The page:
White House

The Second-Term Jinx

Ike, Nixon, Reagan, Clinton—presidents historically fumble the end of an eight-year term. With a hostile Congress, Obama faces a similar fate.

Pretend for a moment that you are President Obama, his chief of staff, his counselor, or another top adviser. The question before you is how to avoid the fate of so many other second-term presidencies. Dwight Eisenhower’s final four years were marred by a recession, Richard Nixon’s by Watergate. Ronald Reagan had the Iran-Contra scandal. Bill Clinton had Monica Lewinsky and the impeachment saga that followed. For George W. Bush, it was the unraveling of the war in Iraq. Bad things seem to happen during second terms in the White House. Beyond the obvious—don’t do stupid, illegal, or ill-advised things—how do you make the most of your final four years?

Obama realizes he is unlikely to have the political and legislative advantages he enjoyed during his first two years in office, when he had large majorities in the House and Senate—at different points, the Democrats held 59 and 60 seats in the upper chamber. That was not enough to do whatever he wanted but enough to get a lot done; Obama was in about as strong a position as any recent president has been. He and congressional Democrats were able to pass an economic-stimulus package, health care reform, and the Dodd-Frank financial-reform law. A climate-change bill even made it through the House. Whether you agree with these pieces of legislation or not, they were big deals. But they were also major drivers in the creation of the tea-party movement and the electoral beating that Democrats sustained in 2010. Democrats lost 63 House seats and control of that chamber; they lost six seats in the Senate, sliding from 59 to 53.

Because of the 2010 losses, 2011 and 2012 were less legislatively productive for Obama. Having just 53 seats in the Senate when it usually takes 60 votes to pass important measures is a major hurdle. In the House, holding Democrats together in such a polarized environment is not as hard as it used to be, but attracting Republican defectors is tougher than ever.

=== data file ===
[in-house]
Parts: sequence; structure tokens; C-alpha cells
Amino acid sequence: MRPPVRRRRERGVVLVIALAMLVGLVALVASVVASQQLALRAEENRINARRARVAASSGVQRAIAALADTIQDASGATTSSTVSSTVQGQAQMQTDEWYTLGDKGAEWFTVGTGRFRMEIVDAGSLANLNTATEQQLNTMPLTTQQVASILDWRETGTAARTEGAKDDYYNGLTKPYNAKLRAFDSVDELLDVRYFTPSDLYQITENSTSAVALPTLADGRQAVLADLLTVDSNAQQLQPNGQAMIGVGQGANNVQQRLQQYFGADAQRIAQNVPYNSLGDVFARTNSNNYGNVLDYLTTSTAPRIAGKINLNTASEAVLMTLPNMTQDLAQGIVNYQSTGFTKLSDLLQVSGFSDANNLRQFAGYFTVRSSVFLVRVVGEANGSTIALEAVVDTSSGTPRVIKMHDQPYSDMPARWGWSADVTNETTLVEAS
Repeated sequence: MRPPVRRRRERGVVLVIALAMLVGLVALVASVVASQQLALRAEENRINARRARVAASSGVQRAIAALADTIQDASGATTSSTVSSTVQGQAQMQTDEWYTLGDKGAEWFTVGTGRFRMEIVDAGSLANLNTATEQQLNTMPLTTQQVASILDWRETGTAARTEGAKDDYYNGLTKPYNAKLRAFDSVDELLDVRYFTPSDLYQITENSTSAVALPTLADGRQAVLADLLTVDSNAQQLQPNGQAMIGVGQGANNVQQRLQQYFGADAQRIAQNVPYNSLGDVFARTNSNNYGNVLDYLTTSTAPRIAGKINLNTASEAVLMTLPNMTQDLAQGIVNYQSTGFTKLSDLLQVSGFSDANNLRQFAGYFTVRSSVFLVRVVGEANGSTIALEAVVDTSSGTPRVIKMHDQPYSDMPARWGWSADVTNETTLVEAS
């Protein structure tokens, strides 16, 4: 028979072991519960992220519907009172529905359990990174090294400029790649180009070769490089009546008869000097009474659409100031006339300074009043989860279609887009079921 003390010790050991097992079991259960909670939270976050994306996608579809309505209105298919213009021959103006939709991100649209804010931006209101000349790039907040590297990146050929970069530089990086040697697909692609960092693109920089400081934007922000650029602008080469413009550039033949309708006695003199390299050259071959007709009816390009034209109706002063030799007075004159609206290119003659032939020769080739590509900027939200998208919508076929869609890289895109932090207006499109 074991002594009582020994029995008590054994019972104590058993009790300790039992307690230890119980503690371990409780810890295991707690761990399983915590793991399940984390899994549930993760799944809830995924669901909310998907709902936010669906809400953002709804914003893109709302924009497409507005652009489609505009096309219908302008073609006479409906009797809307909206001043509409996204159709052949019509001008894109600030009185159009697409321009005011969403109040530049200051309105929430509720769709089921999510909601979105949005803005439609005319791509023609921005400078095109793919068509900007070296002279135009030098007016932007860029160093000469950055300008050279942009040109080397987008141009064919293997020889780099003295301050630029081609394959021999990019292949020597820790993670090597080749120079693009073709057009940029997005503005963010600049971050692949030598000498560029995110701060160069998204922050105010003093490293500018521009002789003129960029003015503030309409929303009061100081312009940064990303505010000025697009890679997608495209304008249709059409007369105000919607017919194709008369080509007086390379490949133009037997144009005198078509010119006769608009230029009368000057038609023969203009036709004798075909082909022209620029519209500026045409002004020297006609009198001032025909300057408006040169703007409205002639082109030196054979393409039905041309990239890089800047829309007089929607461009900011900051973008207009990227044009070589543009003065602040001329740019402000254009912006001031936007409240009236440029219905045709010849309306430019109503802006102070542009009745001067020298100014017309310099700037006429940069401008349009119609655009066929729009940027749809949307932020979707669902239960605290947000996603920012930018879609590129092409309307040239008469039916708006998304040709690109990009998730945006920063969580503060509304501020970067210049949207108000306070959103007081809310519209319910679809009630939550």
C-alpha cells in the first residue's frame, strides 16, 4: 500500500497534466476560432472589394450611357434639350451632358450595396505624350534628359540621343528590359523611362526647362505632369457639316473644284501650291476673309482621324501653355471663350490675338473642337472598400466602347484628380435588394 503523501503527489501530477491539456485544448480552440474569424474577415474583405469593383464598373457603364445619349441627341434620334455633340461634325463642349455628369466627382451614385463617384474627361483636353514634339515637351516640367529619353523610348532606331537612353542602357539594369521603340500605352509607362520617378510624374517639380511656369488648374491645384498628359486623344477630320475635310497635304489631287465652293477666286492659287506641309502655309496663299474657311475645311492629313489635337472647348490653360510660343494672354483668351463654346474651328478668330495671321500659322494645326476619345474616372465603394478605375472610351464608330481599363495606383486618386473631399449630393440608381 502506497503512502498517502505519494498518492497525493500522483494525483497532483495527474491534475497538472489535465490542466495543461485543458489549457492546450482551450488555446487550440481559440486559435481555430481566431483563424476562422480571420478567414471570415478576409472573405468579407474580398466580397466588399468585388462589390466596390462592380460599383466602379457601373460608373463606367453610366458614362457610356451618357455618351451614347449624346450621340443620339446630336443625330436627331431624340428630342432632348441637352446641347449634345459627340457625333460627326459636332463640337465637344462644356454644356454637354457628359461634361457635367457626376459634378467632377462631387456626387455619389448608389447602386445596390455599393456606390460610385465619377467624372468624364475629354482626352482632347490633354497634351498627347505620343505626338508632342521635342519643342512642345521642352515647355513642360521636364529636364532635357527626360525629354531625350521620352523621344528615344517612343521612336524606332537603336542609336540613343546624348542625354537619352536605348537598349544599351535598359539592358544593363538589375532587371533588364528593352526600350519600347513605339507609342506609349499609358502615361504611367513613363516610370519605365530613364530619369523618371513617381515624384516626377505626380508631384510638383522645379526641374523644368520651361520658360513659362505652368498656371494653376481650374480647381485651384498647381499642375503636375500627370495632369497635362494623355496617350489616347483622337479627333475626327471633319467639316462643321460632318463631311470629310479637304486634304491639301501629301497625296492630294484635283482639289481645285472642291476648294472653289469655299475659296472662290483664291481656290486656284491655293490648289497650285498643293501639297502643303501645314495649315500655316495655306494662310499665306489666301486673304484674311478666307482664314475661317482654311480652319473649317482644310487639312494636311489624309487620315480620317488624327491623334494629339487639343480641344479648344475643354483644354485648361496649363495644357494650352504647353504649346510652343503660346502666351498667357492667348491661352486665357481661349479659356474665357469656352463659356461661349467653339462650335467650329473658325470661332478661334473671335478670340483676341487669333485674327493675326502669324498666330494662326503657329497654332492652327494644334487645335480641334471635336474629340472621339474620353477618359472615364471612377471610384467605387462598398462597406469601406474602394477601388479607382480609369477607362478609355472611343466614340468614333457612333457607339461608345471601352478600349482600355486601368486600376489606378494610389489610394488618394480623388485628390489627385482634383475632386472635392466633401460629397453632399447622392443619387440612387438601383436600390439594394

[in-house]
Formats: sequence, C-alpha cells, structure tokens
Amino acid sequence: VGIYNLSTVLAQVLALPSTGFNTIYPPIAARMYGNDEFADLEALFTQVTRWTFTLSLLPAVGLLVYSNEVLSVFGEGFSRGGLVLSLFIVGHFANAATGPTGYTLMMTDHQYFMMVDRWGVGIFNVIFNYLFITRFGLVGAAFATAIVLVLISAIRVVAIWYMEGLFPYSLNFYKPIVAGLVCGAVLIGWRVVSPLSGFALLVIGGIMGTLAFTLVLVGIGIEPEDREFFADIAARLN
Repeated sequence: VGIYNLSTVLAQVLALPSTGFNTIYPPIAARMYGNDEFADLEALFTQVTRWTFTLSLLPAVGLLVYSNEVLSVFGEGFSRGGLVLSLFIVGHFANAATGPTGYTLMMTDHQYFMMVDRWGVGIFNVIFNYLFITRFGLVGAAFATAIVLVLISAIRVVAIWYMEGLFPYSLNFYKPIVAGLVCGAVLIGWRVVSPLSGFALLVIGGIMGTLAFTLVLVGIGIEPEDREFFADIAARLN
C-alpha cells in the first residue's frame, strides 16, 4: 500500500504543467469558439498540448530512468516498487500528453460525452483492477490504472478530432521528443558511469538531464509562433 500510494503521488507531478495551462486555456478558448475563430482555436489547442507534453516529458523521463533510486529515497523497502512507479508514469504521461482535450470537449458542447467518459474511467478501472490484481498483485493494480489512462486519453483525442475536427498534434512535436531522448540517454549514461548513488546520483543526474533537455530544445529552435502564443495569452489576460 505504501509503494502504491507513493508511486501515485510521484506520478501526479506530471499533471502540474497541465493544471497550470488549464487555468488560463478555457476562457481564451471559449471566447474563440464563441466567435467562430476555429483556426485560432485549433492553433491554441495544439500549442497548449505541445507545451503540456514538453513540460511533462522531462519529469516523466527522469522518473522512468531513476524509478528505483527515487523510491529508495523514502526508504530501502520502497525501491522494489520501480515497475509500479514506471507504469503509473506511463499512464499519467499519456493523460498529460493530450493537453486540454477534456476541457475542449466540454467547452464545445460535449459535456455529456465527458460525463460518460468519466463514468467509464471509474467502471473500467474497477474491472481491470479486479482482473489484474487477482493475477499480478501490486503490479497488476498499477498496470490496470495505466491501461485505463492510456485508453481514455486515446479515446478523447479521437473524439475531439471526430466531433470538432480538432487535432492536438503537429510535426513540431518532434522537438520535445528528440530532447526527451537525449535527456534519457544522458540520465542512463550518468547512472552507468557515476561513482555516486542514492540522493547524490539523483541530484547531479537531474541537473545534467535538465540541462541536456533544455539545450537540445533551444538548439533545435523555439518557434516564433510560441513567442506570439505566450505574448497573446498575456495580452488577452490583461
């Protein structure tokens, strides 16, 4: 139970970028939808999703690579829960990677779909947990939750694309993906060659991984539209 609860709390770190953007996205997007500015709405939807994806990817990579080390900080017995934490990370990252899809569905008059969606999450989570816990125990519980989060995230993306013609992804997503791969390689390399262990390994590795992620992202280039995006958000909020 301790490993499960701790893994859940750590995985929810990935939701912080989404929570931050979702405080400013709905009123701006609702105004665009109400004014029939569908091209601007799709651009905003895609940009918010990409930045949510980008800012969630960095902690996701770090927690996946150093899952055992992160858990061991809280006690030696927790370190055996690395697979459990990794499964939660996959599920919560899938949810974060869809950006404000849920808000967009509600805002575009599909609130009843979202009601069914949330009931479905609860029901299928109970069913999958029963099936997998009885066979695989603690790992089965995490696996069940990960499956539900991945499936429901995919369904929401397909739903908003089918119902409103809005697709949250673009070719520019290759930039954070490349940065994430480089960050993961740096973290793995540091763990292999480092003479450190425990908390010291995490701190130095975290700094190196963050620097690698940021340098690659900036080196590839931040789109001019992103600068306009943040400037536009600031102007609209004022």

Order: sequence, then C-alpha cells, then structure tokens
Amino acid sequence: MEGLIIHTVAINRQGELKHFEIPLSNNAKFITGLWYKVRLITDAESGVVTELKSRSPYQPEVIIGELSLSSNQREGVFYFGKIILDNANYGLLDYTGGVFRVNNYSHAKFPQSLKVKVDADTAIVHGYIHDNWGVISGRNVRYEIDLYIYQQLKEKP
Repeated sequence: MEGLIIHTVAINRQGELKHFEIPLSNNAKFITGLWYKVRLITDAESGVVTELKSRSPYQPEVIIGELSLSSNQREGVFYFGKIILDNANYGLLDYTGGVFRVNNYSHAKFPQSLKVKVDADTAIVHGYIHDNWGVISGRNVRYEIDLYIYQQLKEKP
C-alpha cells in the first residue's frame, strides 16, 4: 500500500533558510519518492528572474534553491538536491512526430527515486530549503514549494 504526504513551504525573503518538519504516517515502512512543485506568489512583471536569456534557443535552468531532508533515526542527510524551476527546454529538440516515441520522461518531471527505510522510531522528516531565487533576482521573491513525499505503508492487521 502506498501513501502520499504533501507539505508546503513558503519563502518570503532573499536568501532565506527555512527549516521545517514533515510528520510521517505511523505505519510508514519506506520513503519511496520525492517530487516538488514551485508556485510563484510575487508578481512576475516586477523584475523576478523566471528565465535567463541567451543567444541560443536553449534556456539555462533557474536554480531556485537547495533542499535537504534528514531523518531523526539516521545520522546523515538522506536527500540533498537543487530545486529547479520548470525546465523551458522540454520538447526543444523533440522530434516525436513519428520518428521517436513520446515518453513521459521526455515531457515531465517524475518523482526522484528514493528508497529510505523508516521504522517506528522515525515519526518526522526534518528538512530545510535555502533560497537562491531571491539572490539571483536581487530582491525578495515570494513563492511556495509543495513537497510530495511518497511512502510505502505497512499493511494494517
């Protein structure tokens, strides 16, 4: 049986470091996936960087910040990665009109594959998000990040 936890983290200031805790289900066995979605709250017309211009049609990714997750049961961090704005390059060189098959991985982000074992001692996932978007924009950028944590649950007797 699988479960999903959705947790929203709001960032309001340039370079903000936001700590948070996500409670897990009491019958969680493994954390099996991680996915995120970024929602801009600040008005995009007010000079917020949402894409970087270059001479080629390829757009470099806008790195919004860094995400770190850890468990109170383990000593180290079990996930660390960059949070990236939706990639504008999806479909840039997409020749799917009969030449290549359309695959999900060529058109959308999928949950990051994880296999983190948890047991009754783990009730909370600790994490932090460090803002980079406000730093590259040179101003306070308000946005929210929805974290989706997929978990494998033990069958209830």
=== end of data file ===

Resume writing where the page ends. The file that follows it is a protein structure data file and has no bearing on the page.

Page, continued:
Public perception of the Affordable Care Act, Obama’s signature first-term accomplishment, is largely out of his hands now. History will be the judge. Although Dodd-Frank is a very important piece of legislation, most Americans don’t have a strong opinion about the complex set of financial reforms. In short, Obama’s first term is past tense.

Democrats picked up two Senate seats in November, giving them 55, and they gained eight House seats. But the legislative outlook is only marginally better for Obama. Only noncontroversial measures or those that Republicans consider to be in their political self-interest are likely to emerge from Congress this year or next. Immigration reform may fall into the latter category.

Although no one knows what will happen in next year’s midterm elections, a few outcomes are probable. Let’s say Democrats lose a few Senate seats but not the six that Republicans need to recapture control. And let’s say change will be minimal in the House, which is pretty much sorted out (93 percent of Republican House seats are in districts won by Mitt Romney; 96 percent of Democratic seats are in Obama-carried districts). The GOP has some strong preseason advantages in the Senate, where Democrats have more seats in play than Republicans, 21 to 14. Seven of the Democratic seats are in states that Romney carried, while only one seat held by a Republican is in an Obama state (Susan Collins in Maine). Still, Republicans seemed to have big advantages going into the 2012 Senate races, but for a variety of reasons they didn’t pay off.

So, just for the sake of argument, let’s say Republicans pick up two to four Senate seats, shaving the Democratic advantage to 53-47 or 51-49. In the House, let’s suppose that net changes will be limited to single digits, nowhere near the 17 seats that Democrats need to capture a majority. Under that scenario, given Washington’s highly polarized political environment, it’s hard to see how Obama can move major legislation through Congress. His last two years in office are likely to look more like his middle four years than his first two. How can he avoid that fate?

In the wake of what economist Sid Jones calls the longest, deepest, and most widespread downturn since the Great Depression, the most plausible course for the next few years is economic growth. That could work to Obama’s benefit, particularly if the public associates the improvement with his policies.

Legislatively speaking, much is possible but little is probable. Tax reform, for example, is a concept that many Democrats and Republicans embrace in theory and hope to achieve in this Congress, but actually working out a deal for the first time since 1986 (the last major tax-reform bill) would be incredibly difficult. A president has something close to a free hand only in foreign policy. Indeed, Obama has arguably been most successful in that international arena in which Congress has little say. But in the absence of a war, it’s hard for a president to make a major foreign policy mark (although Reagan and George H.W. Bush both received credit for helping to end the Cold War).

Every second-term president becomes consumed by the question of how his presidency will be remembered. For Obama, other than a pivot toward foreign policy and hope that the economy improves, it’s not obvious what he can count on to shape his legacy.

This article appeared in the Saturday, April 6, 2013 edition of National Journal.

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